• \$\begingroup\$ @DanielP533: OK, so what is the error? \$\endgroup\$ – Henrik Hansen Jun 12 at 15:47
  • \$\begingroup\$ Nevermind, fixed \$\endgroup\$ – DanielP533 Jun 12 at 15:49
  • \$\begingroup\$ Does IE and "firefox for andrioid" support this method though? The first one? Mozilla docs says "IANA time zone names in timeZone option " then gives it an X in both of the browsers \$\endgroup\$ – DanielP533 Jun 12 at 15:52
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It's looking good and it works. A few remarks within the code

function showTime() {
  const date = new Date();
  let hours = date.getHours();
  let minutes = date.getMinutes();
  let seconds = date.getSeconds();
  let session = (hours < 12) ? "AM" : "PM";
  // You can stringify the minutes and seconds using a template string, 
  // for later zero padding (see snippet).

  if (hours === 0) {
    hours = 12;
  } else if (hours > 12) {
    hours -= 12;
  }
  // ^ this can be a bit shorter using a ternary operator
  // or you can even do without it using hours % 12 (see snippet)
  hours = (hours < 10) ? '0' + hours : hours;
  minutes = (minutes < 10) ? '0' + minutes : minutes;
  seconds = (seconds < 10) ? '0' + seconds : seconds;
  // ^ modern es20xx knows a native string method called 'padStart'

  const time = `${hours} : ${minutes} : ${seconds} ${session}`;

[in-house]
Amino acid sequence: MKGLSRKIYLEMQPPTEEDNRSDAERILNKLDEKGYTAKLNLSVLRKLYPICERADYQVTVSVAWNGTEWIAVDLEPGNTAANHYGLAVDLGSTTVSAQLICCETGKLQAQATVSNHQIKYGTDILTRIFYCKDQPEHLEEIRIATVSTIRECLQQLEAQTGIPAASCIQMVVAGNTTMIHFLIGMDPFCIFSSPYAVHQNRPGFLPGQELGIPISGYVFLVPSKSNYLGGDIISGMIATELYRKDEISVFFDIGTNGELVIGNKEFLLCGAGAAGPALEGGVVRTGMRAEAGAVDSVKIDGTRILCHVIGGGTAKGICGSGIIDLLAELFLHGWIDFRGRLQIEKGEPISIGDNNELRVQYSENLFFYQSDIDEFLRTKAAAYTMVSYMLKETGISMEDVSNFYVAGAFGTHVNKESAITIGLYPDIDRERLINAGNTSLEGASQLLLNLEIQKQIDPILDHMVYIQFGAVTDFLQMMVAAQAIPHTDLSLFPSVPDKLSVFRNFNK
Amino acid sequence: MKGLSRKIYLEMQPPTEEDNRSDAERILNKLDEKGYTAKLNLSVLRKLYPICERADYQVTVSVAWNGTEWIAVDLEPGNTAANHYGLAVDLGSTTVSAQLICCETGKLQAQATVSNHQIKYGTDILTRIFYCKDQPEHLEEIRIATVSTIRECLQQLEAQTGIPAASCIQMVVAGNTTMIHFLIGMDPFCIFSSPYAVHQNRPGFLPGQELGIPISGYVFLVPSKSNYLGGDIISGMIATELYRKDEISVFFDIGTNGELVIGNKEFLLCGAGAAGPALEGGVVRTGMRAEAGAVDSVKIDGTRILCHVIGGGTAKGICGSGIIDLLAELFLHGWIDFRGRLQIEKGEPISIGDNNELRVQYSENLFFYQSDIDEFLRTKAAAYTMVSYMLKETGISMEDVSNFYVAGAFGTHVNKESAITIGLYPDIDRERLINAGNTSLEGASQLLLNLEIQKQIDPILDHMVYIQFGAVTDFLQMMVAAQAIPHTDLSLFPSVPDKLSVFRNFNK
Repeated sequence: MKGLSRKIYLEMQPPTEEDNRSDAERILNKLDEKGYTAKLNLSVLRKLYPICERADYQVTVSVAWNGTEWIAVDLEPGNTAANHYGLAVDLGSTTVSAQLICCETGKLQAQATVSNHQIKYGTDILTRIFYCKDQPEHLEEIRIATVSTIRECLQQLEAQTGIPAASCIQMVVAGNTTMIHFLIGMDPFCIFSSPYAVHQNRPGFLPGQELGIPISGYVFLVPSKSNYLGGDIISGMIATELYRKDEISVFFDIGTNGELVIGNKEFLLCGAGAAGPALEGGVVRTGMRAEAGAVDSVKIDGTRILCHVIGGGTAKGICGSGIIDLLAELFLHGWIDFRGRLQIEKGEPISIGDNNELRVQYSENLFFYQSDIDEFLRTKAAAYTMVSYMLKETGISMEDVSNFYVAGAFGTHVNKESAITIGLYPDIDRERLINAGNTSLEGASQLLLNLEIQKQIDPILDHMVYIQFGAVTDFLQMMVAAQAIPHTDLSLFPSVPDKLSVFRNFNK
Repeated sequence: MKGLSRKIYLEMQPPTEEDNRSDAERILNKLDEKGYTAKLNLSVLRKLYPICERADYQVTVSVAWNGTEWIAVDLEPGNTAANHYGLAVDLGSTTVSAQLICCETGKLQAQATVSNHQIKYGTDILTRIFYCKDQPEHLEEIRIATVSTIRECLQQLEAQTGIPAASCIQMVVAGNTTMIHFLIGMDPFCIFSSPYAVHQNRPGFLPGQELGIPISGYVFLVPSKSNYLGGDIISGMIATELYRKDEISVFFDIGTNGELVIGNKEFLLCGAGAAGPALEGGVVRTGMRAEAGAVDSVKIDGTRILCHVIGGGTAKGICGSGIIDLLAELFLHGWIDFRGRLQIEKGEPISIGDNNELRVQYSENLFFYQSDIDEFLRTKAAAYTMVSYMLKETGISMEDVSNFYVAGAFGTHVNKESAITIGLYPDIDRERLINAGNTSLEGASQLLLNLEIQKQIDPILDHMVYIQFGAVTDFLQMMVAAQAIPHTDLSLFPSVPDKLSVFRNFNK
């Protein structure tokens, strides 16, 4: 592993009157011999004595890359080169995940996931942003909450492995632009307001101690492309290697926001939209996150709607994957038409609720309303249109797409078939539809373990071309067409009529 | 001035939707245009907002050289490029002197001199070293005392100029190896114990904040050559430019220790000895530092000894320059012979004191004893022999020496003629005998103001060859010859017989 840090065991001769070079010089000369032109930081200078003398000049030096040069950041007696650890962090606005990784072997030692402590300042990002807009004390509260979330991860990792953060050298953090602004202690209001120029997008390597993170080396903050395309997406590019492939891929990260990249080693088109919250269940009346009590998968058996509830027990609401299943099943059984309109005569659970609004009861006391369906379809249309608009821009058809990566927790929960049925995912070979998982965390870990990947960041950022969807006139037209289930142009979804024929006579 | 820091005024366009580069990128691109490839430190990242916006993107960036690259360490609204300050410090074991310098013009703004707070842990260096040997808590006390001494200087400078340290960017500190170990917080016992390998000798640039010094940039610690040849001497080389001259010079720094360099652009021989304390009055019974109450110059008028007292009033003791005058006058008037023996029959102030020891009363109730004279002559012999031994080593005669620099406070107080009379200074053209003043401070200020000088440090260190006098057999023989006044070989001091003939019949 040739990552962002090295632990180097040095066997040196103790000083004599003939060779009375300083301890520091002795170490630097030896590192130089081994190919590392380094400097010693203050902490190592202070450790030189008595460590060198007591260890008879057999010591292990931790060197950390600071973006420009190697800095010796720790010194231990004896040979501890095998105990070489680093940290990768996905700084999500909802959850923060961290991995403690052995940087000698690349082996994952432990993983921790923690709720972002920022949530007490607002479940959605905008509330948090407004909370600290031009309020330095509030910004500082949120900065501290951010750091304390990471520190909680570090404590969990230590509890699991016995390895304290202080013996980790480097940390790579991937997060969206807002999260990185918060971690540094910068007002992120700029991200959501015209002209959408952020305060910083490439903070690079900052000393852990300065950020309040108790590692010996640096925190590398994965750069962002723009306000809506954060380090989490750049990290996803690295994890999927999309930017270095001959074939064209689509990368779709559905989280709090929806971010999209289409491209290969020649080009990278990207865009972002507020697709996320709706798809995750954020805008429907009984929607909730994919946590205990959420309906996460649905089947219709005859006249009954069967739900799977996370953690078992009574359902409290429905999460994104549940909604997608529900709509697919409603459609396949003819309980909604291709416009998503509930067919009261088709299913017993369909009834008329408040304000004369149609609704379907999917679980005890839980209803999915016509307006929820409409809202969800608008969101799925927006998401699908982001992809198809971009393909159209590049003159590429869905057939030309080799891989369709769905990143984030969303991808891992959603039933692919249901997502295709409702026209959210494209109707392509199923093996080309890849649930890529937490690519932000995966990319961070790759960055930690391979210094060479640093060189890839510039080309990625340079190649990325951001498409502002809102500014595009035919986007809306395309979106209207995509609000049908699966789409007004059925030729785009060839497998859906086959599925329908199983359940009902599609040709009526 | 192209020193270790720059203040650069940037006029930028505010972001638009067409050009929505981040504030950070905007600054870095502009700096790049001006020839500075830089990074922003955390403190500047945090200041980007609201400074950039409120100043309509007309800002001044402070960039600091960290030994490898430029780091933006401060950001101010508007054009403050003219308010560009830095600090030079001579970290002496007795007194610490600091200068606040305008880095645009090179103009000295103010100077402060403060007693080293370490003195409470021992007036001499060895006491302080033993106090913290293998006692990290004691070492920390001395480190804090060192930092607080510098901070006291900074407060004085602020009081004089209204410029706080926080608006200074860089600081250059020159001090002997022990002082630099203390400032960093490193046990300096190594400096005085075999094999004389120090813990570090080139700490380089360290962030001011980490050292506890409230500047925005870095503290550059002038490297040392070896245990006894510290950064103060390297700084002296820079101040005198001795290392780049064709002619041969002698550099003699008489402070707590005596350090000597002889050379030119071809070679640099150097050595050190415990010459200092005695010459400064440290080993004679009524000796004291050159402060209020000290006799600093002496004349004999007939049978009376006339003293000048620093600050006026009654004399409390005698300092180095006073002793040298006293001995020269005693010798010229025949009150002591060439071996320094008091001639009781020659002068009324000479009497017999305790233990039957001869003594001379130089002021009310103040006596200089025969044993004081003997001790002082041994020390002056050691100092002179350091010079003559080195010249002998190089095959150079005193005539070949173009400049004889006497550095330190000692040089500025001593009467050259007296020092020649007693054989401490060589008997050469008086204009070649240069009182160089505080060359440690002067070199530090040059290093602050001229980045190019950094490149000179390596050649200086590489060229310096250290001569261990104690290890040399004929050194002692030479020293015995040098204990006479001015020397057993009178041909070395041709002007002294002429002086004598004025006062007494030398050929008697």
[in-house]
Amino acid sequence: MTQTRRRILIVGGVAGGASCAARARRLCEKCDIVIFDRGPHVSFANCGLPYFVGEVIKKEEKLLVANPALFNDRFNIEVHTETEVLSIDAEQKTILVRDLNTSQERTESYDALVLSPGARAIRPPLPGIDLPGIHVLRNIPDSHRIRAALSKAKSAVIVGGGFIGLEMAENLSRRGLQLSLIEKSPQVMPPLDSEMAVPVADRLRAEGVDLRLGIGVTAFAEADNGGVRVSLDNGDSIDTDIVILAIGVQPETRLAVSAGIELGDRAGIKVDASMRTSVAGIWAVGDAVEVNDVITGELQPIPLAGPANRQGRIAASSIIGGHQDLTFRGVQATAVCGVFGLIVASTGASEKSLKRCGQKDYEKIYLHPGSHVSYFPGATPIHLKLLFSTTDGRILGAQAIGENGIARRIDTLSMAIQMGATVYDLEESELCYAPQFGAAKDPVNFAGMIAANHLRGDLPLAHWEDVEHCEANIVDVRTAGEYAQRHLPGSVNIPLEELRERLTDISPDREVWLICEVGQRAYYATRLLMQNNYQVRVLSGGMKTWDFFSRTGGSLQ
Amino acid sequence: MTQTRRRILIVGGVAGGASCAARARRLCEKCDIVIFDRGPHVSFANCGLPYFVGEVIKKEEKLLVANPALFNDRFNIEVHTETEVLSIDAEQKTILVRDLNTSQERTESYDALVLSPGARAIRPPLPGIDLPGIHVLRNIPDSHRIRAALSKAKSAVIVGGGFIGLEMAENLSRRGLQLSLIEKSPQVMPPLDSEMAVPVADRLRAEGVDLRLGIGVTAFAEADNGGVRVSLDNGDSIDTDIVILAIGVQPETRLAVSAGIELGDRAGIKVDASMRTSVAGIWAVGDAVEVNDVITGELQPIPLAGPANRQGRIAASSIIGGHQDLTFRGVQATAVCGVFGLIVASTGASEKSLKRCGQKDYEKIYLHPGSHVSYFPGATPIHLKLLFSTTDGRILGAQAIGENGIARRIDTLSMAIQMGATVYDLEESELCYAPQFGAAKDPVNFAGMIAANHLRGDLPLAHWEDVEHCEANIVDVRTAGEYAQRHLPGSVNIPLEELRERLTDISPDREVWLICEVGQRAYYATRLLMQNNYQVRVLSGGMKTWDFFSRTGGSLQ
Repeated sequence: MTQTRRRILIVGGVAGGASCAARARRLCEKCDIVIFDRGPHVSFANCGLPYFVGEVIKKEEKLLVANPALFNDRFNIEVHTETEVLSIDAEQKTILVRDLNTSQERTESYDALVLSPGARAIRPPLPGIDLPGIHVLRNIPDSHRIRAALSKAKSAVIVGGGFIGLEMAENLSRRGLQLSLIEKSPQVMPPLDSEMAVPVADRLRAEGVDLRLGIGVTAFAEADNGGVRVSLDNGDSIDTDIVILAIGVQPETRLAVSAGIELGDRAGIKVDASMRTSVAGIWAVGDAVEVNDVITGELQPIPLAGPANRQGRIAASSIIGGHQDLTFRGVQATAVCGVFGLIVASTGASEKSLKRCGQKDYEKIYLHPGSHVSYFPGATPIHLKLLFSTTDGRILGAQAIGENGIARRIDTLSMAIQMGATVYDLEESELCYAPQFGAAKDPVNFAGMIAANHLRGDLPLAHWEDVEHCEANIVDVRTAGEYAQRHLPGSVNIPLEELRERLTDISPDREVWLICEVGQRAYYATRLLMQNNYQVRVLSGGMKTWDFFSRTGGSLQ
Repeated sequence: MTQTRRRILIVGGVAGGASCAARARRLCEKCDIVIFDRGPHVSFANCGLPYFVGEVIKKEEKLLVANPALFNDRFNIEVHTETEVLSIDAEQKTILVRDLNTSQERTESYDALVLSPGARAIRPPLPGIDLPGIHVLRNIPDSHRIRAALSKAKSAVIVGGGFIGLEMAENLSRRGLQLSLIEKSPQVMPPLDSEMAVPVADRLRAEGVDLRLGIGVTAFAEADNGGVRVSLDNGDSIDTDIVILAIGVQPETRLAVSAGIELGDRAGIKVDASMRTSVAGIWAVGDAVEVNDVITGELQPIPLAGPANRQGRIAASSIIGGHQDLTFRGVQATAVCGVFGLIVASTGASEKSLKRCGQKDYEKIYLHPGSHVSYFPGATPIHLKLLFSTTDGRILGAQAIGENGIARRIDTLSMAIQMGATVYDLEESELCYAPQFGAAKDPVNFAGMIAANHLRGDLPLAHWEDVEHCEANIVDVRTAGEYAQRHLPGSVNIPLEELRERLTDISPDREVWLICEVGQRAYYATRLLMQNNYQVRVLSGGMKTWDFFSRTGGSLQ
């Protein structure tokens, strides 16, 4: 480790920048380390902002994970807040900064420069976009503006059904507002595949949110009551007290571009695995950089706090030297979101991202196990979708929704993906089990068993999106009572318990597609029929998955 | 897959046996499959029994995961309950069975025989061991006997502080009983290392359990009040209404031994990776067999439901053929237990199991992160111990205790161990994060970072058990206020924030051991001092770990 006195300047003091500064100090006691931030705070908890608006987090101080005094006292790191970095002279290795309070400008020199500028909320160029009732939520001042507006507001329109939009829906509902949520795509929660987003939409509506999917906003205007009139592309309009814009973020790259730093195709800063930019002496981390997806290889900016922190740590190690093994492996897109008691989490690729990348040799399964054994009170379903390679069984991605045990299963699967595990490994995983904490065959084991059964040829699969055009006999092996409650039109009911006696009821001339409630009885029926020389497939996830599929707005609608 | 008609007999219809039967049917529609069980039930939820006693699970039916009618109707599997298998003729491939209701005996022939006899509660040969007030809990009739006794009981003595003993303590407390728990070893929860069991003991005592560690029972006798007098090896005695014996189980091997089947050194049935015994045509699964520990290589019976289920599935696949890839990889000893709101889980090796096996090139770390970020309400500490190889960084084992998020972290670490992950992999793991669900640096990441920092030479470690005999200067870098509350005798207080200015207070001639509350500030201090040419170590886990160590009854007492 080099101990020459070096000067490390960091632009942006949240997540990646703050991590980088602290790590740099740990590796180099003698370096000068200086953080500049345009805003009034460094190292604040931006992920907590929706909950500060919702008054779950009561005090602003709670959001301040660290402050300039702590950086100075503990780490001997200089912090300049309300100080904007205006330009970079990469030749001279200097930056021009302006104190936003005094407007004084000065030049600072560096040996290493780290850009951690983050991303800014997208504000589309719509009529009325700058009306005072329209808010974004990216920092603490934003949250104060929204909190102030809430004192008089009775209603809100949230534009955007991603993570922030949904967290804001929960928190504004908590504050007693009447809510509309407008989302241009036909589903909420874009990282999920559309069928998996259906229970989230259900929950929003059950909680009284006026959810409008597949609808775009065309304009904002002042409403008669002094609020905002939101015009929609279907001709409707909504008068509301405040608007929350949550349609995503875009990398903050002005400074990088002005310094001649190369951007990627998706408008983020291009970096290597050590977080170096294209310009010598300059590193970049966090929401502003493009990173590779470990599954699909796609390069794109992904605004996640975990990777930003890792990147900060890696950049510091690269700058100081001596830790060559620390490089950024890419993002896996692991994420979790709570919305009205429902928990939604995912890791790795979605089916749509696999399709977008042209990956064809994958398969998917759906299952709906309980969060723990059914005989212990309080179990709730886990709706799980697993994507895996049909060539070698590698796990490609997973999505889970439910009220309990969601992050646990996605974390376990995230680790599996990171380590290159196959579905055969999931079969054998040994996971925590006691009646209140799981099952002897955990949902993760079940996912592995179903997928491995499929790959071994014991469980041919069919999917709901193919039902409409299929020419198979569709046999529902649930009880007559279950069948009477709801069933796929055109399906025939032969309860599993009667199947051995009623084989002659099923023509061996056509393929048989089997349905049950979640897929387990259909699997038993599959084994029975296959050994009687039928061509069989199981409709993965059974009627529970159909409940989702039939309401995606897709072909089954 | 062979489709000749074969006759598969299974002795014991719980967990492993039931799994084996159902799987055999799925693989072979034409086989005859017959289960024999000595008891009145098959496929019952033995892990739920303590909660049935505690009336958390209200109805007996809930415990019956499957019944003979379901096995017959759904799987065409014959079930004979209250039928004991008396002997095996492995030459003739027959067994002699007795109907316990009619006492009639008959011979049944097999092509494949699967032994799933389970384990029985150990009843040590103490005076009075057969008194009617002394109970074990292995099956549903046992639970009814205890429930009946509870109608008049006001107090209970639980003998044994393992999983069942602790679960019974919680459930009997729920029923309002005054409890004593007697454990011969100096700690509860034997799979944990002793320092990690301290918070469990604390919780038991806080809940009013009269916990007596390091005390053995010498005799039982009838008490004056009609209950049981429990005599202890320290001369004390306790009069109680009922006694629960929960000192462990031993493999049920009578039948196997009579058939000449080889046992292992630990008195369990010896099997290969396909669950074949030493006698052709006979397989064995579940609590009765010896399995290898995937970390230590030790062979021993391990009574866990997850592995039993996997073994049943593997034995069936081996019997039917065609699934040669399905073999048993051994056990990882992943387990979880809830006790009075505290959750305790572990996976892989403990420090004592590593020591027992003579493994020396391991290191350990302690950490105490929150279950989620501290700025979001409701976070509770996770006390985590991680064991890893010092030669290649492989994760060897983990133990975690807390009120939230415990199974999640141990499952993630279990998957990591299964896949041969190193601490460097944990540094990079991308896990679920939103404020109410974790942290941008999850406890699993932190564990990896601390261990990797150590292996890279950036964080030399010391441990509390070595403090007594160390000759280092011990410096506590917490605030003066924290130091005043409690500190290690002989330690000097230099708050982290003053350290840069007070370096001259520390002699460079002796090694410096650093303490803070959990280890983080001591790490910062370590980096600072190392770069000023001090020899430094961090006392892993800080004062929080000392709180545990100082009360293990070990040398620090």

document.querySelector('div').innerHTML = time;
  //                            ^ you may want to use textContent 
  // ^ if there's more in your document you may want to use an identifier 
  // (e.g. id or a data-attribute)

  setTimeout(showTime,1000)
  //                       ^ do not forget semicolons
}

showTime()
//        ^ do not forget semicolons

A note for the html within the snippet: you do not need a complete html document in code review snippets, your html will be automatically wrapped in a document.

For the rationale to use semicolons, see this article.

Why textContent? From MDN

It is not uncommon to see innerHTML used to insert text into a web page. There is potential for this to become an attack vector on a site, creating a potential security risk.

function showTime() {
  const date = new Date();
  // converting hour/minutes/seconds to zero padded strings right away
  const hours = `${(date.getHours() % 12) || 12}`.padStart(2, 0);
  // ^ hours: if the value is 0, js considers it to be 'falsy'
  // that's why we can use this 'short-circuit evaluation`
  const minutes = `${date.getMinutes()}`.padStart(2, 0);
  const seconds = `${date.getSeconds()}`.padStart(2, 0);
  const session = date.getHours() < 12 ? "AM" : "PM";
  //            ^ because hours now is a string (and < 12)
  const time = `${hours} : ${minutes} : ${seconds} ${session}`;
    
  // use an identifier (data-attribute), and use textContent
  document.querySelector('div[data-isclock]').textContent = time;

  setTimeout(showTime,1000);
}

showTime();
<!-- added data-isclock -->
<div data-isclock="1"></div>

The clock method may even be shorter:

const currentTime = date => 
  `${`${(date.getHours() % 12) || 12}`.padStart(2, 0)} : ${
    `${date.getMinutes()}`.padStart(2, 0)} : ${
      `${date.getSeconds()}`.padStart(2, 0)} ${
        date.getHours() < 12 ? "AM" : "PM"}`;
setInterval(() => 
  document.querySelector("div[data-isclock]")
    .textContent = currentTime(new Date()), 1000);
<div data-isclock></div>

| improve this answer | |